Write On! interviews Lel Meleyal
Lel Meleyal is a Yorkshire-based, working-class, disabled, lesbian woman – these are all important parts of her identity and, to varying degrees, influence all aspects of her writing.
Lel used to write crime but became increasingly disenchanted with the rampant misogyny in most crime fiction. She became more interested in community and love and the many positive, funny and uplifting stories to be found in the unexpected spaces where joy can be found if only we look. Being a Pen to Print book prize winner for Everyday Wendy, a funny, uplifting book about love and community, would seem to support this new writerly direction!
Lel lives in Scarborough with her wife and Cavachon.
WO: How would you describe your writing to someone new to it?
LM: One reviewer wrote of Everyday Wendy that they could …hear Victoria Wood and Alan Bennett’s voices. I will definitely take that! A huge compliment. I try to write work readers connect with – that they intrinsically understand as reflecting their own experiences of the world. I write to make people laugh, to cry and to reflect upon themselves. I also try to create stories that people will thoroughly enjoy and feel was a good investment in their precious time.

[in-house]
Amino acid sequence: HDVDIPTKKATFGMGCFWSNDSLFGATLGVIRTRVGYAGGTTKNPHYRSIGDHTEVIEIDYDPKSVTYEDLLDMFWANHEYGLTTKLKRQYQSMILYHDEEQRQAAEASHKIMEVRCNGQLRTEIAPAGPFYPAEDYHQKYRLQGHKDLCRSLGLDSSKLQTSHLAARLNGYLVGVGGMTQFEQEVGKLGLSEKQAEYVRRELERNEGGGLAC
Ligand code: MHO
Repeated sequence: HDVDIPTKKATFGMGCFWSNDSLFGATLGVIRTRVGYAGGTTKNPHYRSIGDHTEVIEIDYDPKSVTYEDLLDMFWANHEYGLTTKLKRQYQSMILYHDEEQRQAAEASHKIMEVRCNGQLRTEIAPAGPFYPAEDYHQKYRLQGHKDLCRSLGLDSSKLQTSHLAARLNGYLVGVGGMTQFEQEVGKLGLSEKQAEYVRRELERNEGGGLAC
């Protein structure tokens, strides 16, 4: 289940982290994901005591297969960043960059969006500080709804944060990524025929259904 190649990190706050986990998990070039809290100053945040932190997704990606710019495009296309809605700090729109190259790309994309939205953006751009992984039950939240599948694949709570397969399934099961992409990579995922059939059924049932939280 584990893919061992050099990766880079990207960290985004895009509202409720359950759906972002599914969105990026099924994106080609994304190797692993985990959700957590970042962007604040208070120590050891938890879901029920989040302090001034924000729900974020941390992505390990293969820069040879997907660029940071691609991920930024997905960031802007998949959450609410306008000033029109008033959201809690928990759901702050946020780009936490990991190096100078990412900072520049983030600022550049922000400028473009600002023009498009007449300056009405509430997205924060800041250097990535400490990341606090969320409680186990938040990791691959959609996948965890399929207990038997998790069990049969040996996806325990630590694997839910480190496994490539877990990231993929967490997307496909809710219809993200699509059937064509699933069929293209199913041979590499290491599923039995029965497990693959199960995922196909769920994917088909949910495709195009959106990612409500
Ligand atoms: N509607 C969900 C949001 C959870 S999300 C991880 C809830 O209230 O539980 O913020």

WO: Can you tell us a bit about your latest book, Everyday Wendy?
LM: Everyday Wendy tells the story of a woman entering her 60s keen to expand her horizons and experience new things. One of her new adventures involves hula-hooping, where she meets a group of people who introduce her to new lifestyles and ways of thinking. Just as her life becomes more adventurous than she ever imagined possible, two shocking, life-changing events change her world forever. Wendy’s new chums help her navigate her way through the happiest and saddest times.
WO: What inspired you to write in the first place, and what inspires you now?